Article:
“The tribes advised that if the Corps does not permit proper tribal participation and input on these critical questions that affect our fundamental rights, we will ready to come back to court on new motions to fight for the process we are entitled to,” said Cheyenne River Sioux legal team member Nikki Ducheneaux. “The fight continues!”
A decision on staunching the flow is due in September, according to the Indigenous Environmental Network.
Outside Boasberg’s courtroom, the Indigenous Environmental Network, in coordination with the D.C.- based Rising Hearts Coalition, the Hip Hop Caucus, and Earth Justice held a rally in support of the tribes’ suit.
Jordan Marie Daniel, Rising Hearts’ founder and organizer, emceed the event and commented, “We stand resolute in our support for Standing Rock and Cheyenne River Sioux tribes in their fight to protect indigenous rights, and our planet.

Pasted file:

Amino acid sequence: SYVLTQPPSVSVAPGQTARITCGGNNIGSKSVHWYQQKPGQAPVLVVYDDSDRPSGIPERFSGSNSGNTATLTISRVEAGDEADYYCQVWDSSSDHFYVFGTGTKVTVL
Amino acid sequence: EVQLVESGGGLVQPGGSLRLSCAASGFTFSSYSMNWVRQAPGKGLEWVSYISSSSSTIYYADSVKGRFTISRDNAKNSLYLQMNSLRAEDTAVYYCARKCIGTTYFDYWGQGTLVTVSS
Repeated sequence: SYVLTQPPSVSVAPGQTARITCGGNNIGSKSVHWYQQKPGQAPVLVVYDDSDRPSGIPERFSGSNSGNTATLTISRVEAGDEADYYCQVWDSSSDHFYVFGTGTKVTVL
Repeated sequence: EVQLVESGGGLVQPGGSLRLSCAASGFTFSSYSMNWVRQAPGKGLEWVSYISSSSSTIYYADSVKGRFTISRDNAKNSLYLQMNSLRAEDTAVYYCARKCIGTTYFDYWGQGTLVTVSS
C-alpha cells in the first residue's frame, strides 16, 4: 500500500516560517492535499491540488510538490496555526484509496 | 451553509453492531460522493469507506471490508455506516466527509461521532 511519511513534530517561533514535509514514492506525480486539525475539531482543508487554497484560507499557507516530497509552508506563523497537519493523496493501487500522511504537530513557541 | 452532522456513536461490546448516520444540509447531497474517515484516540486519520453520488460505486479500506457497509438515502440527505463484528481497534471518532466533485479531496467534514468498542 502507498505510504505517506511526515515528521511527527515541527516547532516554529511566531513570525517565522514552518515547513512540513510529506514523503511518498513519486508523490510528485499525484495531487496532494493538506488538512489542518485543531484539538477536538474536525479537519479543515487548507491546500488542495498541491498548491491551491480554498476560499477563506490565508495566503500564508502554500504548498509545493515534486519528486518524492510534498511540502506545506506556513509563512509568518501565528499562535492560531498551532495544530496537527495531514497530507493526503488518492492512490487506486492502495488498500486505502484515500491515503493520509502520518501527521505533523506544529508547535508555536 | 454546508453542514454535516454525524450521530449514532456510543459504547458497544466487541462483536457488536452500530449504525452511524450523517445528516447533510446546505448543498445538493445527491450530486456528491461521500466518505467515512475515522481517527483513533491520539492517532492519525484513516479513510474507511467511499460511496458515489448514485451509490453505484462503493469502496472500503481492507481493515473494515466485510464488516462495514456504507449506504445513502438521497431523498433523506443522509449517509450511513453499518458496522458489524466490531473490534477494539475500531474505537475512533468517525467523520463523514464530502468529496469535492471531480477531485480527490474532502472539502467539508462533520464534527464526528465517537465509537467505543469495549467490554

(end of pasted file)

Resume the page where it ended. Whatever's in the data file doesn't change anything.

“As the fight against placing corporate interests above the health, safety and well-being of entire communities and the quest to end the assault against the earth we share moves forward, we stand with these nations, and the millions who have supported them, in solidarity,” she said.
“The Standing Rock and Cheyenne River Sioux tribes’ battle for justice and responsible stewardship of lives and resources is on behalf of us all,” she said, adding that it “will continue to generate awareness and push for alternative, clean renewable just solutions.”
Dallas Goldtooth, lead national organizer for the Indigenous Environmental Network, said the fight against Energy Transfer Partners and the Dakota Access Pipeline “is not over, nor is it an easy fight ahead.